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Poem: Salvation

Salvation-Poem

Written By Michelle Lai

Close your eyes and see
The hour you first believed
Jesus knocked on your heart
You answered and that’s a start
Salvation is a free gift for all
If only you answer His call
It is a precious gift
So don’t give it a miss
The moment might be now
You were lost but now found
Wherever you might be
Jesus has set you free
I want to worship now

There is nothing sweeter than this

Click on the image or click here to download.

Salvation(1)

ODJ: The Narrow Door

Croissants, dumplings, Thai pork curry, and all sorts of scrumptious cuisine. These delicious fares and more await those who find the Narrow Door Café and venture in.

The Narrow Door Café in Tainan, Taiwan, is every bit a ‘hole in the wall’; the entrance is barely 15 inches wide! One blogger describes: “Once into the opening, you’ll have to skinny your way about 50 feet to the stairs. From there, you’ll climb the graciously wide 24 inch stairway to the second floor. That is, unless you encounter someone coming the other way, in which case someone needs to retreat and start over.”

We read of another “narrow door” in Luke’s gospel. It’s used as a figure of speech and not a literal opening. A person had asked Jesus in essence, “Will the saved be few?” but Jesus turned it around to ask, “Will the saved be you?” He challenged the individual to “work hard to enter the narrow door to God’s Kingdom” (Luke 13:24) because the door will one day be closed; and once closed, it will remain so for eternity.

The Scriptures reveal that salvation in Jesus is a gift, received by the free and unmerited favor of God through faith—not based on our own effort. So what does it mean to “work hard”? Like the Narrow Door Café, which you need to strive to enter, we can’t just ‘drift’ into faith in Jesus. The Holy Spirit draws us to Him and reveals our need for salvation, but we must actively receive Him as our Savior.

Have you entered the narrow door to God’s love and forgiveness? Do you have a personal, growing relationship with Jesus, or is it simply superficial? (vv.26-27). The door is narrow, but it’s wide open right now. Don’t delay. Call out to Jesus and confess your need for Him. He’s opened the door for you!

—Poh Fang Chia

365-day plan: Luke 2:41-52

June 14, 2016 

READ: Luke 13:22-30 


[Jesus] replied, “Work hard to enter the narrow door to God’s Kingdom” (vv.23-24). 

Croissants, dumplings, Thai pork curry, and all sorts of scrumptious cuisine. These delicious fares and more await those who find the Narrow Door Café and venture in.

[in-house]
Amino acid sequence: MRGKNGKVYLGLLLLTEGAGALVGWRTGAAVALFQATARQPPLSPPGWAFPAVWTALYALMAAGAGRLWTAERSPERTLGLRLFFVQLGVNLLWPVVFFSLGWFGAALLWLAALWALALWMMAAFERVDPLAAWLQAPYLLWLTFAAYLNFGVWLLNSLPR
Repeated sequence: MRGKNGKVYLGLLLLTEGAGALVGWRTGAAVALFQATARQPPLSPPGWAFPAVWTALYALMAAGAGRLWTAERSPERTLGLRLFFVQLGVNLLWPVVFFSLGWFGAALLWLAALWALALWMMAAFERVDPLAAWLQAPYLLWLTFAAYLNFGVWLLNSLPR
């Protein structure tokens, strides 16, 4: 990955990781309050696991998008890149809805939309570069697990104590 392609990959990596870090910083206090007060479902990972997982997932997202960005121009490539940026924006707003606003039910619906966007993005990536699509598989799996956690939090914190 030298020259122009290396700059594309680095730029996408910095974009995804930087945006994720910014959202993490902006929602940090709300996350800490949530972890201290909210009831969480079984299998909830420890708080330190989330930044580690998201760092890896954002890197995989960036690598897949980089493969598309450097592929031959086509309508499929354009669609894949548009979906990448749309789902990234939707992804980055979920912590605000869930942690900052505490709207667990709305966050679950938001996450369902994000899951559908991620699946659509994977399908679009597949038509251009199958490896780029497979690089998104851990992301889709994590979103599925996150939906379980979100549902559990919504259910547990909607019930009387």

The Narrow Door Café in Tainan, Taiwan, is every bit a hole-in-the-wall; the entrance is barely 15 inches wide! One blogger describes: “Once into the opening, you’ll have to skinny your way about 50 feet to the stairs. From there, you’ll climb the graciously wide 24-inch stairway to the second floor. That is, unless you encounter someone coming the other way, in which case someone needs to retreat and start over.”

We read of another “narrow door” in Luke’s gospel. It’s used as a figure of speech and not a literal opening. A person had asked Jesus in essence, “Will the saved be few?” but Jesus turned it around to ask, “Will the saved be you?” He challenged the individual to “work hard to enter the narrow door to God’s Kingdom” (Luke 13:24) because the door will one day be closed; and once closed, it will remain so for eternity.

The Scriptures reveal that salvation in Jesus is a gift, received by the free and unmerited favor of God through faith—not based on our own effort. So what does it mean to “work hard”? Like the Narrow Door Café, where one needs to strive to enter, similarly we don’t drift into faith in Jesus. The Holy Spirit draws us to Him and reveals our need for salvation, but we must actively receive Him as our Savior.

Have you entered the narrow door to God’s love and forgiveness? Do you have a personal, growing relationship with Jesus, or is it simply superficial? (Luke 13:26-27). The door is narrow, but it’s wide open right now. Don’t delay. Call out to Jesus and confess your need for Him. He’s opened the door for you!

MORE
Read Ephesians 2:5-10 and consider how God has reached out to you by His grace. 
NEXT
How can we know that we’ve entered through the narrow door? How can salvation be a free gift simply received, and yet still require our response? 

(Check out Our Daily Journey website!)

ODJ: Thirsty?

It seems to me that there are three primary things in life that make people feel good about themselves: wealth, good looks, and knowledge. With this trio a person can feel significant (because people will flock to you for good and bad reasons) and secure (because you think you have some semblance of control).

Since I don’t have big bucks and am unwilling to be touched by a plastic surgeon’s scalpel, I once pursued knowledge—the most attainable thing for me—to satisfy my yearning for significance and security.

But I was wrong. The prophet Isaiah points us to the only Person who can truly satisfy us and quench our thirst for significance. It’s not knowledge itself that truly matters, but knowing God (Isaiah 55:6).

God promises that those who come to Him “will find life,” and He “will make an everlasting covenant with [them]” (v.3). This “everlasting covenant” is God’s gifts of Himself and His love, realized in salvation through Jesus. We’re loved, accepted, and declared significant by God who created us.

Pastor and author Tim Keller observes: “As long as you think there is a pretty good chance that you will achieve some of your dreams, as long as you think you have a shot at success, you experience your inner emptiness as ‘drive’ and your anxiety as ‘hope.’ And so you can remain oblivious to the real depth of your thirst. Most of us tell ourselves that the reason we remain unfulfilled is that we simply haven’t been able to achieve our goals. And so we can live almost our entire lives without admitting to ourselves the depth of our spiritual thirst.”